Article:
Overcrowded, multigenerational housing quickens COVID spread

Andrea Galdamez, 21, in front of the home she shares in South LA with three generations of her family. COVID-19 recently sickened the entire family. Photo courtesy of Andrea Galdamez.

In Los Angeles County, Latino residents face the deadliest risk from COVID-19. Black and Asian residents are also dying at higher rates than white residents. And the poorer you are, the greater your risk of dying from the virus, according to LA County public health data. Housing is one factor contributing to these deep disparities.

Across the country, Latino, Asian and Black residents are all more likely to live in multigenerational households than white people, according to a study by the Pew Research Center. And in homes with at least three generations of family members, vulnerable older residents risk exposure from younger relatives.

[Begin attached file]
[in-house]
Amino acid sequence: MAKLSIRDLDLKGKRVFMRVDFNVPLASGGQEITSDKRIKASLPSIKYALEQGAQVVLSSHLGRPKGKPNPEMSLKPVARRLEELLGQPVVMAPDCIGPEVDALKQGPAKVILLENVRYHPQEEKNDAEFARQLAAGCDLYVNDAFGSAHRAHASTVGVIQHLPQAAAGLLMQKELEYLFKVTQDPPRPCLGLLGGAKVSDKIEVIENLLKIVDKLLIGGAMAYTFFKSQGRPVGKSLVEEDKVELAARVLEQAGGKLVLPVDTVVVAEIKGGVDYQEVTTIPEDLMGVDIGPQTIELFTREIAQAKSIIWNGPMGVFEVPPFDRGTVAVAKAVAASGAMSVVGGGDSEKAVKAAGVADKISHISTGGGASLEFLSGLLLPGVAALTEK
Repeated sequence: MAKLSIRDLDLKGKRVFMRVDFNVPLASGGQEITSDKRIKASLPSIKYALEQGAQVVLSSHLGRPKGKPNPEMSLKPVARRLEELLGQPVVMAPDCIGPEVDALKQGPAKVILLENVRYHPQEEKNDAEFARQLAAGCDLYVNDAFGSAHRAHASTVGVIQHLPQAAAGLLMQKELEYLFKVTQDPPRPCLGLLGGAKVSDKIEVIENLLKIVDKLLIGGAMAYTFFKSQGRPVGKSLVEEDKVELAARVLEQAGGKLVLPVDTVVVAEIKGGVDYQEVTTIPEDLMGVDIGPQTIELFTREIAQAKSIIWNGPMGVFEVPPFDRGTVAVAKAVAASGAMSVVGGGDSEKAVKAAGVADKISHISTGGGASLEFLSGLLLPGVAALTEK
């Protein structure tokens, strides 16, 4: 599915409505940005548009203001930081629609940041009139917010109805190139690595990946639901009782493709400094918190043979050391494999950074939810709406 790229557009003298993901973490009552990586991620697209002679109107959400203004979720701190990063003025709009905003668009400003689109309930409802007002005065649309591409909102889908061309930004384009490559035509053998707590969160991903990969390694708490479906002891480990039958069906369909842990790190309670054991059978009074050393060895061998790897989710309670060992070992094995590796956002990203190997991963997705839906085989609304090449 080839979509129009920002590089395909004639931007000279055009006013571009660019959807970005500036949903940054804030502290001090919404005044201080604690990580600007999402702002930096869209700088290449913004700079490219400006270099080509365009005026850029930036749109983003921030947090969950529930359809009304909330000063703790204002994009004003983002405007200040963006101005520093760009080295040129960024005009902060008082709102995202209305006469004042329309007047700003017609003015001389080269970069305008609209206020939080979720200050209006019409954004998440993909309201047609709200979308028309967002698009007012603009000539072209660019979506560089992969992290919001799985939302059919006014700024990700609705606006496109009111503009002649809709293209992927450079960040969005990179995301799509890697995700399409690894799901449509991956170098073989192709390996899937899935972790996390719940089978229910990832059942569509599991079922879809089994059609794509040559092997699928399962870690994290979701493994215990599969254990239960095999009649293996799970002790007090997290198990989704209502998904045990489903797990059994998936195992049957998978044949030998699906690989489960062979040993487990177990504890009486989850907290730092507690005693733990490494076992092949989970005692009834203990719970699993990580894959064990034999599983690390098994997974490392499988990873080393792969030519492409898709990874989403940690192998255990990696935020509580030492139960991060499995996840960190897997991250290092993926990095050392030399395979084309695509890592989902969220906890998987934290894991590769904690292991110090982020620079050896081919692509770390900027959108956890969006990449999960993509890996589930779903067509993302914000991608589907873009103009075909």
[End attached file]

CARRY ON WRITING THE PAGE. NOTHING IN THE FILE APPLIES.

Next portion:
Separately, Los Angeles is also one of the country’s most overcrowded housing markets. Overcrowding, which the federal government defines as having more people than rooms (minus bathrooms) sharing a home, can make COVID-19 outbreaks more difficult to contain because of the lack of space to isolate.